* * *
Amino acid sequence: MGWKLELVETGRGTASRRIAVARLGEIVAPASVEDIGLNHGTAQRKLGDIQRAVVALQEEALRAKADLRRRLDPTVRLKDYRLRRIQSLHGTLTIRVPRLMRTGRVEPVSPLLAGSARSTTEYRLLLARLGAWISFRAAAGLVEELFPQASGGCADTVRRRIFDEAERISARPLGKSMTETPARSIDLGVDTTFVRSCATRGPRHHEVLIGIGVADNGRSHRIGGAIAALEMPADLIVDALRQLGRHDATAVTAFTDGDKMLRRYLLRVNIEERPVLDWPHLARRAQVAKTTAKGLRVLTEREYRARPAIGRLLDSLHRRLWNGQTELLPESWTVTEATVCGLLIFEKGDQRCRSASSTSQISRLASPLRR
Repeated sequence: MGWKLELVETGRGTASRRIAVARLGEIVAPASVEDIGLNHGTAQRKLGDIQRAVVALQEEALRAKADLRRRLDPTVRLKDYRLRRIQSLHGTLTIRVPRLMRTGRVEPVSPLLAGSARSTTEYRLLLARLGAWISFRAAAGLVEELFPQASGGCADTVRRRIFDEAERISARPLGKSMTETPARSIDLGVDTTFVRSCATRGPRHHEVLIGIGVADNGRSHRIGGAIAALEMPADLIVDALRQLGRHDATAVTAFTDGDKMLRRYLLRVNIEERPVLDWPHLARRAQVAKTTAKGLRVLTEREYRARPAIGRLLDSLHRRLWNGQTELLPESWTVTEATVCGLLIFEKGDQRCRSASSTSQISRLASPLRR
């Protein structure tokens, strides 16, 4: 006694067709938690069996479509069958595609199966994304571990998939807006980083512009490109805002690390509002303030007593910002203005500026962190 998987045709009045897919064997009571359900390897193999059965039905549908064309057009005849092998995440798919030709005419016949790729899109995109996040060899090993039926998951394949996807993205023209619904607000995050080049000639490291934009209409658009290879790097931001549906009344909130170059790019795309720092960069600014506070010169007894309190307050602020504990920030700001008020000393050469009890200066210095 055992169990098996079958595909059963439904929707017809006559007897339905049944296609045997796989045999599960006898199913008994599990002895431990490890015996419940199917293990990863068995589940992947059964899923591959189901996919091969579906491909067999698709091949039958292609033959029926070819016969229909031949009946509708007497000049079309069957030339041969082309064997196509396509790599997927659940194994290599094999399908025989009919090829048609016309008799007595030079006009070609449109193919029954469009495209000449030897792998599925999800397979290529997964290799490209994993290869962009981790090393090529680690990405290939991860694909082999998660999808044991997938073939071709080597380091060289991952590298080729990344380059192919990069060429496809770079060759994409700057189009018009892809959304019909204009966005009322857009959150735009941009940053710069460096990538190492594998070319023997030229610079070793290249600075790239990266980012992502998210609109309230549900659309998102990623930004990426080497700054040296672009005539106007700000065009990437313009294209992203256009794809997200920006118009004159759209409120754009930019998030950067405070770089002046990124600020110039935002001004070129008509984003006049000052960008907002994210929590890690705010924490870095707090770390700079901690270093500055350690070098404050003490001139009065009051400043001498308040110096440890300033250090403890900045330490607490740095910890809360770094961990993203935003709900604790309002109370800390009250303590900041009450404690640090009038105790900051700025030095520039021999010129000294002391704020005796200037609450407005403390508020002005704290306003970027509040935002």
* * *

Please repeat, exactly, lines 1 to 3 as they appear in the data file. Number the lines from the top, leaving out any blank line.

Amino acid sequence: MGWKLELVETGRGTASRRIAVARLGEIVAPASVEDIGLNHGTAQRKLGDIQRAVVALQEEALRAKADLRRRLDPTVRLKDYRLRRIQSLHGTLTIRVPRLMRTGRVEPVSPLLAGSARSTTEYRLLLARLGAWISFRAAAGLVEELFPQASGGCADTVRRRIFDEAERISARPLGKSMTETPARSIDLGVDTTFVRSCATRGPRHHEVLIGIGVADNGRSHRIGGAIAALEMPADLIVDALRQLGRHDATAVTAFTDGDKMLRRYLLRVNIEERPVLDWPHLARRAQVAKTTAKGLRVLTEREYRARPAIGRLLDSLHRRLWNGQTELLPESWTVTEATVCGLLIFEKGDQRCRSASSTSQISRLASPLRR
Repeated sequence: MGWKLELVETGRGTASRRIAVARLGEIVAPASVEDIGLNHGTAQRKLGDIQRAVVALQEEALRAKADLRRRLDPTVRLKDYRLRRIQSLHGTLTIRVPRLMRTGRVEPVSPLLAGSARSTTEYRLLLARLGAWISFRAAAGLVEELFPQASGGCADTVRRRIFDEAERISARPLGKSMTETPARSIDLGVDTTFVRSCATRGPRHHEVLIGIGVADNGRSHRIGGAIAALEMPADLIVDALRQLGRHDATAVTAFTDGDKMLRRYLLRVNIEERPVLDWPHLARRAQVAKTTAKGLRVLTEREYRARPAIGRLLDSLHRRLWNGQTELLPESWTVTEATVCGLLIFEKGDQRCRSASSTSQISRLASPLRR
């Protein structure tokens, strides 16, 4: 006694067709938690069996479509069958595609199966994304571990998939807006980083512009490109805002690390509002303030007593910002203005500026962190 998987045709009045897919064997009571359900390897193999059965039905549908064309057009005849092998995440798919030709005419016949790729899109995109996040060899090993039926998951394949996807993205023209619904607000995050080049000639490291934009209409658009290879790097931001549906009344909130170059790019795309720092960069600014506070010169007894309190307050602020504990920030700001008020000393050469009890200066210095 055992169990098996079958595909059963439904929707017809006559007897339905049944296609045997796989045999599960006898199913008994599990002895431990490890015996419940199917293990990863068995589940992947059964899923591959189901996919091969579906491909067999698709091949039958292609033959029926070819016969229909031949009946509708007497000049079309069957030339041969082309064997196509396509790599997927659940194994290599094999399908025989009919090829048609016309008799007595030079006009070609449109193919029954469009495209000449030897792998599925999800397979290529997964290799490209994993290869962009981790090393090529680690990405290939991860694909082999998660999808044991997938073939071709080597380091060289991952590298080729990344380059192919990069060429496809770079060759994409700057189009018009892809959304019909204009966005009322857009959150735009941009940053710069460096990538190492594998070319023997030229610079070793290249600075790239990266980012992502998210609109309230549900659309998102990623930004990426080497700054040296672009005539106007700000065009990437313009294209992203256009794809997200920006118009004159759209409120754009930019998030950067405070770089002046990124600020110039935002001004070129008509984003006049000052960008907002994210929590890690705010924490870095707090770390700079901690270093500055350690070098404050003490001139009065009051400043001498308040110096440890300033250090403890900045330490607490740095910890809360770094961990993203935003709900604790309002109370800390009250303590900041009450404690640090009038105790900051700025030095520039021999010129000294002391704020005796200037609450407005403390508020002005704290306003970027509040935002």